4 Ways Trump and Congress Are Making It Harder to Breathe

A boy in Fresno, California, demonstrates how he uses an inhaler to combat asthma, made worse by air pollution in San Joaquin Valley, April 2017.

This column contains a correction.

Over the past six months, President Donald Trump and his allies in Congress have taken unprecedented steps to undermine federal protections for air quality, putting Americans’ lungs and health at risk.

President Trump has filled his administration with former oil, gas, and coal lobbyists who have sought for years to undo environmental protections. With their help, President Trump and Environmental Protection Agency (EPA) Administrator Scott Pruitt have already started to dismantle key EPA pollution standards for power plants and oil and gas facilities. For its part, Congress is considering legislation to block the EPA from setting stronger air quality standards to protect the health of children and the elderly. Republican lawmakers in the House and Senate are working hand in hand with the Trump administration  to slash funding for EPA programs that enforce laws to protect the environment and clean up the country’s air, land, and waters.

The Trump administration and Congress are leading the country down a path toward dirtier air and a more unstable climate. Their policies put the 22 million Americans who suffer from asthma at risk of suffering more asthma attacks that require expensive emergency room visits and absences from school and work. (Click here* for data on asthma prevalence by congressional district.) The Center for American Progress estimates that the four policy changes outlined below, if implemented, would lead to at least 320,000 more asthma attacks every year.

Here are the top four ways in which President Trump and Congress are making it harder for Americans to breathe.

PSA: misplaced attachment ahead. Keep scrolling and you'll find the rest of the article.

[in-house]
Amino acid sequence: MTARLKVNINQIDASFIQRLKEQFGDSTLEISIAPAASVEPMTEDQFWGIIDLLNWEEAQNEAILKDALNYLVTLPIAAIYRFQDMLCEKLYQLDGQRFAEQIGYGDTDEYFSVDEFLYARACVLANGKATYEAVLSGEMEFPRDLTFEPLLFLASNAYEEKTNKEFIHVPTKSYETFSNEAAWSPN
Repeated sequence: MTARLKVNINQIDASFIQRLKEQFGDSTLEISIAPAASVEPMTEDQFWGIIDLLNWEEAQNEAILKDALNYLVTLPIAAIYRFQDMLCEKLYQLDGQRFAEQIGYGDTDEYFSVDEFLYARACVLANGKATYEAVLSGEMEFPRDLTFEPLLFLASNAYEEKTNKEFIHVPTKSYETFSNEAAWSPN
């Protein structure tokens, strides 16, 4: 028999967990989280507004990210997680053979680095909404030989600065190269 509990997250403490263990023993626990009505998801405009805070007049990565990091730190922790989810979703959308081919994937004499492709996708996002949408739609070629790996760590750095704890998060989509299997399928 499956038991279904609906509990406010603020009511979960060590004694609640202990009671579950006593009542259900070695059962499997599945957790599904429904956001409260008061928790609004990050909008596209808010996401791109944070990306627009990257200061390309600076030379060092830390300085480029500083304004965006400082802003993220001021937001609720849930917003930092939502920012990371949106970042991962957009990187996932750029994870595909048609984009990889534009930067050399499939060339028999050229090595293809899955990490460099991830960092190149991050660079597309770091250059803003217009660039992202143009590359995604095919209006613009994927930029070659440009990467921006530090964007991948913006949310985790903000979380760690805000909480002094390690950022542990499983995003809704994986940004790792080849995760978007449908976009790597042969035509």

President Trump and Congress want to slash funding for programs that protect air quality

The Clean Air Act requires the EPA and states to implement science- and technology-based solutions to reduce pollution. To do this, the EPA must be fully funded. President Trump’s budget proposal released May 23, 2017, slashes the EPA’s overall funding by 31 percent. It also cuts in half the EPA’s budget for climate and air quality research and cuts by one-third the operating budget to implement climate and clean air programs. The House budget resolution also proposed cutting nearly 28 percent from environmental protection and natural resources programs, including the EPA.

The House of Representatives passed the polluter-supported ‘Smoggy Skies Act’

On July 18, 2017, the House passed H.R. 806, the Ozone Standards Implementation Act of 2017—or the “Smoggy Skies Act.” The act delays for 10 years the implementation of the 2015 air quality standard for ozone pollution, giving a free pass to polluters. It also directly attacks the heart of the Clean Air Act by directing the EPA to take polluter compliance costs into consideration when setting air quality standards, rather than relying solely on medical science to determine how much pollution is safe to breathe. If the Smoggy Skies Act becomes law, delaying implementation of the ozone standards could result in up to 230,000 more asthma attacks in children each year. EPA Administrator Pruitt has already extended a key implementation deadline until 2018.

The EPA has promised to dismantle the Clean Power Plan